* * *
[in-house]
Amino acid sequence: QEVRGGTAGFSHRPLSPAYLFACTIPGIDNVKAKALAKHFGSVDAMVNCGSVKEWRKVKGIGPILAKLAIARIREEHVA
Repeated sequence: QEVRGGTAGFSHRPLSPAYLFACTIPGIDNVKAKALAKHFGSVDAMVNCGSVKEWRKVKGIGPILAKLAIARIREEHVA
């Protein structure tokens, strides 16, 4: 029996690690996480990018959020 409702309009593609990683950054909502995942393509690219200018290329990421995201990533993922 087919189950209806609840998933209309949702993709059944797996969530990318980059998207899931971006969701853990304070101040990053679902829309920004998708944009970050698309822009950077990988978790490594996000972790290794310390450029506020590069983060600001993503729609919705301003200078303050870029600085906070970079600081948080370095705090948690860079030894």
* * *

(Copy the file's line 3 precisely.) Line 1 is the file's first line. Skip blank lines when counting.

Repeated sequence: QEVRGGTAGFSHRPLSPAYLFACTIPGIDNVKAKALAKHFGSVDAMVNCGSVKEWRKVKGIGPILAKLAIARIREEHVA